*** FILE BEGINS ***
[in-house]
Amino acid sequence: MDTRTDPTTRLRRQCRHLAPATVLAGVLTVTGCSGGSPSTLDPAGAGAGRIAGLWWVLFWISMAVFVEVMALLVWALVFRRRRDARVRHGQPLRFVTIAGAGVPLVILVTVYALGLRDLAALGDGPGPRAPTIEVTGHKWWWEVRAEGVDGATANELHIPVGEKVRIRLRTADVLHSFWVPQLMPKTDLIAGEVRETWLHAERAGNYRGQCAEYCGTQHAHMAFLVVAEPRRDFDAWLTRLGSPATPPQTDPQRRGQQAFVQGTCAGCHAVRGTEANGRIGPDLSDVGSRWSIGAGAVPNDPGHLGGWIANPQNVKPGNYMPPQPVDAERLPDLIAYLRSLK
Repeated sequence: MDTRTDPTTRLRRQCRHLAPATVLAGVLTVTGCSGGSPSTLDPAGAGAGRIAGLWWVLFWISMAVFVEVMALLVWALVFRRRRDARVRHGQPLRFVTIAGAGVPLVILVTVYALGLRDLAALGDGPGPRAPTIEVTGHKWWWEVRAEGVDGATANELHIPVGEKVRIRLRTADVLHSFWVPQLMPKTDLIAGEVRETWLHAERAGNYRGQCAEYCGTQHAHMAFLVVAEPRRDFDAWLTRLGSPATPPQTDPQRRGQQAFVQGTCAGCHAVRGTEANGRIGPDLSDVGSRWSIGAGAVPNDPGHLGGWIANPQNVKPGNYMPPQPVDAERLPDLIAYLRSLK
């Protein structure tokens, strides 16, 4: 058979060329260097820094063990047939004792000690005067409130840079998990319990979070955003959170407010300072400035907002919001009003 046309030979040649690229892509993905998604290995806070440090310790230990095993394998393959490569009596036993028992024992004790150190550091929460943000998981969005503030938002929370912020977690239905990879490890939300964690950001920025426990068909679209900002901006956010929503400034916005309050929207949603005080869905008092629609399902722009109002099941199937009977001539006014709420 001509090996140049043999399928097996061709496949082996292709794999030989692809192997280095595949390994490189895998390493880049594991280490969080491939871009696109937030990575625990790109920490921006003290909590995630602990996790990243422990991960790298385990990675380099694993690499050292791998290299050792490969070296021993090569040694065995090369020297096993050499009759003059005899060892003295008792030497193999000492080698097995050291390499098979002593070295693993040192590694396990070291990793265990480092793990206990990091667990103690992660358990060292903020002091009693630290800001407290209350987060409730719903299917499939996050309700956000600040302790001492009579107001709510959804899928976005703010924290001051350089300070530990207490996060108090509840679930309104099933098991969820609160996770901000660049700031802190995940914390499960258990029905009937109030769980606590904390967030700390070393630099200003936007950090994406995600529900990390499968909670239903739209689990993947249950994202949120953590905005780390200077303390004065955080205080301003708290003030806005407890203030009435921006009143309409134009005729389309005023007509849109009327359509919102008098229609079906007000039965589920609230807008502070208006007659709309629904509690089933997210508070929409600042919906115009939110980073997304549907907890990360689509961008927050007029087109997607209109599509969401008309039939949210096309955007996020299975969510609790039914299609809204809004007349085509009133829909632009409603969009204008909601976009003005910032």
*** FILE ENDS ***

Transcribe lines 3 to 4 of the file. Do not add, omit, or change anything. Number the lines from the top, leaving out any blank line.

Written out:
Repeated sequence: MDTRTDPTTRLRRQCRHLAPATVLAGVLTVTGCSGGSPSTLDPAGAGAGRIAGLWWVLFWISMAVFVEVMALLVWALVFRRRRDARVRHGQPLRFVTIAGAGVPLVILVTVYALGLRDLAALGDGPGPRAPTIEVTGHKWWWEVRAEGVDGATANELHIPVGEKVRIRLRTADVLHSFWVPQLMPKTDLIAGEVRETWLHAERAGNYRGQCAEYCGTQHAHMAFLVVAEPRRDFDAWLTRLGSPATPPQTDPQRRGQQAFVQGTCAGCHAVRGTEANGRIGPDLSDVGSRWSIGAGAVPNDPGHLGGWIANPQNVKPGNYMPPQPVDAERLPDLIAYLRSLK
């Protein structure tokens, strides 16, 4: 058979060329260097820094063990047939004792000690005067409130840079998990319990979070955003959170407010300072400035907002919001009003 046309030979040649690229892509993905998604290995806070440090310790230990095993394998393959490569009596036993028992024992004790150190550091929460943000998981969005503030938002929370912020977690239905990879490890939300964690950001920025426990068909679209900002901006956010929503400034916005309050929207949603005080869905008092629609399902722009109002099941199937009977001539006014709420 001509090996140049043999399928097996061709496949082996292709794999030989692809192997280095595949390994490189895998390493880049594991280490969080491939871009696109937030990575625990790109920490921006003290909590995630602990996790990243422990991960790298385990990675380099694993690499050292791998290299050792490969070296021993090569040694065995090369020297096993050499009759003059005899060892003295008792030497193999000492080698097995050291390499098979002593070295693993040192590694396990070291990793265990480092793990206990990091667990103690992660358990060292903020002091009693630290800001407290209350987060409730719903299917499939996050309700956000600040302790001492009579107001709510959804899928976005703010924290001051350089300070530990207490996060108090509840679930309104099933098991969820609160996770901000660049700031802190995940914390499960258990029905009937109030769980606590904390967030700390070393630099200003936007950090994406995600529900990390499968909670239903739209689990993947249950994202949120953590905005780390200077303390004065955080205080301003708290003030806005407890203030009435921006009143309409134009005729389309005023007509849109009327359509919102008098229609079906007000039965589920609230807008502070208006007659709309629904509690089933997210508070929409600042919906115009939110980073997304549907907890990360689509961008927050007029087109997607209109599509969401008309039939949210096309955007996020299975969510609790039914299609809204809004007349085509009133829909632009409603969009204008909601976009003005910032």